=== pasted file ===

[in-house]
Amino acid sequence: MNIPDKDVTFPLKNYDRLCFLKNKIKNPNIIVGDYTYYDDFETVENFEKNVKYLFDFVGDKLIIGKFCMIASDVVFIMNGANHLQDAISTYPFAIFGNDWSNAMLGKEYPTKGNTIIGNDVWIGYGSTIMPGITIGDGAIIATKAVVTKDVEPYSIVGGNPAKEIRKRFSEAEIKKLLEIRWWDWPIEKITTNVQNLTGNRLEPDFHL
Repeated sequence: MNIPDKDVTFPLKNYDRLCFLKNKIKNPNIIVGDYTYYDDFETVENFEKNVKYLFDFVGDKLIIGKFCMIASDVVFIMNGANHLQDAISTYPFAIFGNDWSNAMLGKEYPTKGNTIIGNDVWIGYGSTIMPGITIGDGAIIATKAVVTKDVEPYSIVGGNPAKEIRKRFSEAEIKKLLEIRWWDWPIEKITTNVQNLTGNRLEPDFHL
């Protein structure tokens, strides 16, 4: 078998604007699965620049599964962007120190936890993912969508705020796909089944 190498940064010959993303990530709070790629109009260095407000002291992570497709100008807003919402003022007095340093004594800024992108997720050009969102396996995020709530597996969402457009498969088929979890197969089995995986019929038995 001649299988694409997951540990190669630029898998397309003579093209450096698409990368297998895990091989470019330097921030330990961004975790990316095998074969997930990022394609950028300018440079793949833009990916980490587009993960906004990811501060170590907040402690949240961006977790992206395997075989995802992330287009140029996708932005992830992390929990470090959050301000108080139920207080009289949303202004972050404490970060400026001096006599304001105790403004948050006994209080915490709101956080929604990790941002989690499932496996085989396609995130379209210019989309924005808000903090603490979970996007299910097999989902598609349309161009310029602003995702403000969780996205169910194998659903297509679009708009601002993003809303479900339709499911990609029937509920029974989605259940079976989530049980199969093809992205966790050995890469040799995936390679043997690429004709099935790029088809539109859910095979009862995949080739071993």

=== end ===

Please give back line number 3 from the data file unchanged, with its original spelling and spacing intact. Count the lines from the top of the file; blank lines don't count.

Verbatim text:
Repeated sequence: MNIPDKDVTFPLKNYDRLCFLKNKIKNPNIIVGDYTYYDDFETVENFEKNVKYLFDFVGDKLIIGKFCMIASDVVFIMNGANHLQDAISTYPFAIFGNDWSNAMLGKEYPTKGNTIIGNDVWIGYGSTIMPGITIGDGAIIATKAVVTKDVEPYSIVGGNPAKEIRKRFSEAEIKKLLEIRWWDWPIEKITTNVQNLTGNRLEPDFHL